China's market woes could be chance to 'reset' Canadian economy
Canada should 'rely less on commodity growth and put the emphasis on other sectors,' analyst says
China's staggering economic growth has been, in many ways, a boon for Canada.
Put simply, China need lots of the things we have to offer like wood, metals, and potash. It also has a voracious appetite for oil. While we still send the vast majority of our oil south, China's consumption had in part kept oil prices high, which benefited our resource-based economy.
Yesterday's stock plunge in Shanghai, however, could further rattle already struggling commodities markets — ultimately hitting at Canadian producers.
The sell-off and ensuing market chaos was also an indication that doubts remain about China's ability to maintain its projections for growth amid historic internal reforms that could considerably lower demand for many of the things Canada is offering.
"We are a commodities producer that relies on global economic growth and for the past 10 years or so that growth has come largely from China," says Ian Nakamoto, director of research at the Toronto investment firm MacDougall, MacDougall & MacTier.
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Throughout the 2000s, that growth coincided with a nationwide construction boom. The government poured money into infrastructure projects like high-speed rail, sprawling industrial parks and vast new roadways, formerly rural outposts developed into bustling urban centres.
But the focus and capital has now shifted from fuelling a commodities-dependent economy to establishing a consumer-driven one.
"It's an impetus for Canadian policymakers and industries to rely less on commodity growth and put the emphasis on other sectors," says Nakamoto.
Indeed, commodity prices are down across the board. The Economist magazine reported last week that the prices of all major commodities have fallen between 10 and 20 per cent this year, heralding the end of a so-called super-cycle that began in 2000.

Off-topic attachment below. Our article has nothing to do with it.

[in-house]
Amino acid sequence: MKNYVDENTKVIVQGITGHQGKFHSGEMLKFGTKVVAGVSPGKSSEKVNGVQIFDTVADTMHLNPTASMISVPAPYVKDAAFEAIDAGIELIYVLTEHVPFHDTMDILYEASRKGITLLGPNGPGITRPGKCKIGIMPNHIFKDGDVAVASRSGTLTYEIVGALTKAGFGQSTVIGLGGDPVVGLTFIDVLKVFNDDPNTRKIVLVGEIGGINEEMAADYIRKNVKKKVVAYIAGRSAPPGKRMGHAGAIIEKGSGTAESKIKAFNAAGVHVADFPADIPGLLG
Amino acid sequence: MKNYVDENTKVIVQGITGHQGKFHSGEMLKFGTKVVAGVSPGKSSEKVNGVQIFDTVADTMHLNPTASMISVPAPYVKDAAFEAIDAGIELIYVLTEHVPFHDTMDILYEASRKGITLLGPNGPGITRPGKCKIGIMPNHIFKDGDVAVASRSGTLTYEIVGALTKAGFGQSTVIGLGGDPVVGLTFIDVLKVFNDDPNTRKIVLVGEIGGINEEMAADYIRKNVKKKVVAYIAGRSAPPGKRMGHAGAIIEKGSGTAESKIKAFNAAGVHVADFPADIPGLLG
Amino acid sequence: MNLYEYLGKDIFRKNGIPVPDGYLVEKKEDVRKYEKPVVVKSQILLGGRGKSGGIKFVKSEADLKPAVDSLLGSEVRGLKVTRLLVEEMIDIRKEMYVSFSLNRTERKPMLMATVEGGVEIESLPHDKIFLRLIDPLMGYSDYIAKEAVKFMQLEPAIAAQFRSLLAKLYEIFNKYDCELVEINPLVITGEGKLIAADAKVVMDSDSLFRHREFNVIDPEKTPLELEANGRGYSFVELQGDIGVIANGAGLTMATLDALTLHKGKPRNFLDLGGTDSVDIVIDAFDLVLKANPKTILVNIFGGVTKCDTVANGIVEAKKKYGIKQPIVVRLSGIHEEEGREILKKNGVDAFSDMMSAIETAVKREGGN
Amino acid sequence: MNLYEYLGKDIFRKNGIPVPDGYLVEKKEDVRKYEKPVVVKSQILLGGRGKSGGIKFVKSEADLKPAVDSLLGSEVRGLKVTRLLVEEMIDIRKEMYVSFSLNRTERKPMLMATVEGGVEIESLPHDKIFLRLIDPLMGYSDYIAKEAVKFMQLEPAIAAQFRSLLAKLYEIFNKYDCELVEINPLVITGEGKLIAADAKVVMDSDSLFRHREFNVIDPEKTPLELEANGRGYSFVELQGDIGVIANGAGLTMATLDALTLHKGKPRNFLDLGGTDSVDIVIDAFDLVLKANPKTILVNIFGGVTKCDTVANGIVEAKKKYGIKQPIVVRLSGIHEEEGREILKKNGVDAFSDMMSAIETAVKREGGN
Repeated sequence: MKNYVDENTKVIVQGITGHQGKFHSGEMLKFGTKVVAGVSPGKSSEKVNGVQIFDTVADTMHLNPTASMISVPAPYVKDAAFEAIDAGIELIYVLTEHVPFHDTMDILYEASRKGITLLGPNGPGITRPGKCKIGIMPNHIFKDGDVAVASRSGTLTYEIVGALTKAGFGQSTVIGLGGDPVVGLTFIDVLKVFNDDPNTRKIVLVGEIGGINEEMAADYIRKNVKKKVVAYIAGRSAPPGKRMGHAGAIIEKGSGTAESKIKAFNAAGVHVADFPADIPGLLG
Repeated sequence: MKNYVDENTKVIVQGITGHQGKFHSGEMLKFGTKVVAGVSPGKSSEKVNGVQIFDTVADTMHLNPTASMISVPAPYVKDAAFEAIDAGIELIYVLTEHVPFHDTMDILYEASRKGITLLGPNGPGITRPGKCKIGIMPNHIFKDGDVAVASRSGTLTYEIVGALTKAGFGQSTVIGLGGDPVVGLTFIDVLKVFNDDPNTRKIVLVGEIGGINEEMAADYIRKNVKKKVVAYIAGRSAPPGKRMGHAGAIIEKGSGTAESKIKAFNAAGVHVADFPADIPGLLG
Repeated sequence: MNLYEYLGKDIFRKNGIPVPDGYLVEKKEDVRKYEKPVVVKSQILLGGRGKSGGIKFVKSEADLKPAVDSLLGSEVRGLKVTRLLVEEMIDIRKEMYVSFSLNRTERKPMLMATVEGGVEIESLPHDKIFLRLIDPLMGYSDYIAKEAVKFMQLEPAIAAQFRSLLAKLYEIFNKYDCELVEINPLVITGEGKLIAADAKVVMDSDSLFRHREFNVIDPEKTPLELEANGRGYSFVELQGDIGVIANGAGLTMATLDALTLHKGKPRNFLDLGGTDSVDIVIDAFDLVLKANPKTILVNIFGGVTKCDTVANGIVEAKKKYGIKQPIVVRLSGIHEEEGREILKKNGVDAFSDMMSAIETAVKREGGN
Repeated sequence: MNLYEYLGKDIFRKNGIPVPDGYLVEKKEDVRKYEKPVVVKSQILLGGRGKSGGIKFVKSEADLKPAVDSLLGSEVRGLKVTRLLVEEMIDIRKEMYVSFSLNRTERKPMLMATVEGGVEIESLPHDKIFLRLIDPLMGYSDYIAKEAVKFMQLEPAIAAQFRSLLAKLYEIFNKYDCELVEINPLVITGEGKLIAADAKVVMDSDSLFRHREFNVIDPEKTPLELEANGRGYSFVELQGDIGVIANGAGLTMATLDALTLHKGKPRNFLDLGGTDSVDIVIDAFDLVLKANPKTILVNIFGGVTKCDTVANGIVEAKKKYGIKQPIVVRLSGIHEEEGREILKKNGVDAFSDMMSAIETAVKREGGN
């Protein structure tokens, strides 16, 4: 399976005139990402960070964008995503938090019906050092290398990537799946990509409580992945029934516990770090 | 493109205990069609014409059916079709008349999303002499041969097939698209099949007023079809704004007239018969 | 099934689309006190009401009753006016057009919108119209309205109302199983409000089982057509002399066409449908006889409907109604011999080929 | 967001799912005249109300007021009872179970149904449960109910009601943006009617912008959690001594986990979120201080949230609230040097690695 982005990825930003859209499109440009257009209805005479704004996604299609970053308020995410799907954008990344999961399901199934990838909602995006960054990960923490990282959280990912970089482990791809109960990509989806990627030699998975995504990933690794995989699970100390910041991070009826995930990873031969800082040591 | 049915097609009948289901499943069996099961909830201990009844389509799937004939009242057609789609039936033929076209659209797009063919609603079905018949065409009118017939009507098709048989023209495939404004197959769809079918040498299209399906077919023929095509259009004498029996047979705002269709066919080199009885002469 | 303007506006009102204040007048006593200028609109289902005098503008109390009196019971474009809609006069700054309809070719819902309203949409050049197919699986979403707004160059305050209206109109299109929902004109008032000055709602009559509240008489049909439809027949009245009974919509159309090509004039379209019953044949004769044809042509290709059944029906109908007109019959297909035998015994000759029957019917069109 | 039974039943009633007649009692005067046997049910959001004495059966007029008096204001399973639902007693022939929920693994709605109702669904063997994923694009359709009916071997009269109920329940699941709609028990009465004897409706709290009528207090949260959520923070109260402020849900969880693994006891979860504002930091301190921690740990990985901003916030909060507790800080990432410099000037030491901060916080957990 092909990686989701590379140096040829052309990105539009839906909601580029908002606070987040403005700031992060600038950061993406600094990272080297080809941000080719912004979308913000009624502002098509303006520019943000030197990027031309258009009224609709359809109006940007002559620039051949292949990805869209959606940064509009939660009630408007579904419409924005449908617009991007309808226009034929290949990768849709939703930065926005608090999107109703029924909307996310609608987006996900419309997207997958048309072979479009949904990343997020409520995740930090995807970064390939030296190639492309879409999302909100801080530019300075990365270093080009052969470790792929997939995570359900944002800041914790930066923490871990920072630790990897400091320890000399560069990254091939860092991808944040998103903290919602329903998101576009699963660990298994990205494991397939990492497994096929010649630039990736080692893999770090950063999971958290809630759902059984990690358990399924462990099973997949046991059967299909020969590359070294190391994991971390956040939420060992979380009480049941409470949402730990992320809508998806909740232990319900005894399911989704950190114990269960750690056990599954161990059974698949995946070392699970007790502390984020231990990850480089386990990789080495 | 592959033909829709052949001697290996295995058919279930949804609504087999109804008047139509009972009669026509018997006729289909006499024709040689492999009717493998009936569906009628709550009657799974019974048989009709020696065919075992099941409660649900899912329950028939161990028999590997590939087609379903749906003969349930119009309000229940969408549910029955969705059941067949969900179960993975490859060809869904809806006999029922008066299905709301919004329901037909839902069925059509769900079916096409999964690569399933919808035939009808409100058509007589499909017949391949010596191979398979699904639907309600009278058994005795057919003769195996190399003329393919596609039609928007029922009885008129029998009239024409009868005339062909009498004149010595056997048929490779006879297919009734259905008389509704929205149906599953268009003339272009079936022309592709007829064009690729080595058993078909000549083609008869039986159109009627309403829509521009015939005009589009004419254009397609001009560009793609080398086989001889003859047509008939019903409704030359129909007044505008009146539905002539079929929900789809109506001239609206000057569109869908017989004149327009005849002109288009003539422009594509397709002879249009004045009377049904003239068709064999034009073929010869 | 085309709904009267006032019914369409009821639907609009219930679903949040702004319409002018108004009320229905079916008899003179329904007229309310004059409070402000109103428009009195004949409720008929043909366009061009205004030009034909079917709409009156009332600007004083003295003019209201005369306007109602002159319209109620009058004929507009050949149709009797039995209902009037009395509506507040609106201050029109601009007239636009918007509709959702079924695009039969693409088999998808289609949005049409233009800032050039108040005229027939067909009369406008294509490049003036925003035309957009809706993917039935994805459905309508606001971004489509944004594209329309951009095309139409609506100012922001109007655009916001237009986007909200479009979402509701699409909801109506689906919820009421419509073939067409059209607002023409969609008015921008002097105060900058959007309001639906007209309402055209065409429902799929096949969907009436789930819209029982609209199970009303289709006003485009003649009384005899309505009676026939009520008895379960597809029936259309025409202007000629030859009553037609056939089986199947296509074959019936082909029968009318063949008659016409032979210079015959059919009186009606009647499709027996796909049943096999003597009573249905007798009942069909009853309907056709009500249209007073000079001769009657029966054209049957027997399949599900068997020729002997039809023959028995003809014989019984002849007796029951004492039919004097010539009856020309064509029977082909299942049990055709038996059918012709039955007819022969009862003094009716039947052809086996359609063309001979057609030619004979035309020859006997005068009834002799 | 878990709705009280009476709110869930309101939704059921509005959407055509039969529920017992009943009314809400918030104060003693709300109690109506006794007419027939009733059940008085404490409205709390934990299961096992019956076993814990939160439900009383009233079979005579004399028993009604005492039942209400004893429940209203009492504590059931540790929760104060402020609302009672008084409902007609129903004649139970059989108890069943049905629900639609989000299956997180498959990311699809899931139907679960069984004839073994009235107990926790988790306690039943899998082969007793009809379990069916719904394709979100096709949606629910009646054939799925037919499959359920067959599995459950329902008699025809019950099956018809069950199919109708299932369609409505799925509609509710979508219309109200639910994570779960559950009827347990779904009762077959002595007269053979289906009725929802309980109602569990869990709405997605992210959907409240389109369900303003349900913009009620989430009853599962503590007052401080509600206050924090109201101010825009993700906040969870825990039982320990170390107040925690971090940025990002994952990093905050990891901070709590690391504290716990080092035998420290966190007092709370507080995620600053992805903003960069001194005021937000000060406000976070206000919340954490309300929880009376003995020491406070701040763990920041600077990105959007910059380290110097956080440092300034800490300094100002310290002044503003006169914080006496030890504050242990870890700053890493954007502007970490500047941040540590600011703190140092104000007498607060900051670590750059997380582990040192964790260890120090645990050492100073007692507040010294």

'Already under pressure'
While it's unclear how this week's sell-off in China will ultimately impact commodity prices, the lack of transparency surrounding what further mitigation measures the Chinese authorities might take is not doing much to assuage market fears.
"Commodities are already under pressure, even before the uncertainty in with Chinese stocks. It's really not new," says Nakamoto.
"But there will be a price point where more producers will have to shut down some operations and scale back their capacity."
"This doesn't mean there will be a complete downturn in the commodity trade with China," says Peter Dungan, an economist at the Rotman School of Management at the University of Toronto.
"China still need to fuel its power plants, it still needs wood and steel to build new things like hospitals and office towers ... There is still an appetite for resources."
'Out of the shadows'
The global fall in commodity prices, particularly oil, has precipitated a drop in the value of the Canadian dollar, which sank to an 11-year low of 75.27 US cents by the close of trading on Monday.
A low Canadian dollar certainly presents "a challenge in the short run," but it could prove an opportunity to "hit the reset button" on the Canadian economy, says author Jeff Rubin, a former chief economist at CIBC World Markets, adding that "we've become hugely skewed to the resource sector in a fashion that is really unprecedented."
As in previous decades, a low dollar could encourage the resurgence of sectors hit hard by the focus on resource exploration and extraction.
"A whole range of industries that have been inversely affected by the exchange rate and focus on the resource-based economy are going to come out the shadows," he says, adding that he believes the Canadian dollar will stabilize around 70 US cents and hover around that value for the foreseeable future.
"The revitalization in these sectors obviously won't happen overnight, but there will be traction after a few years."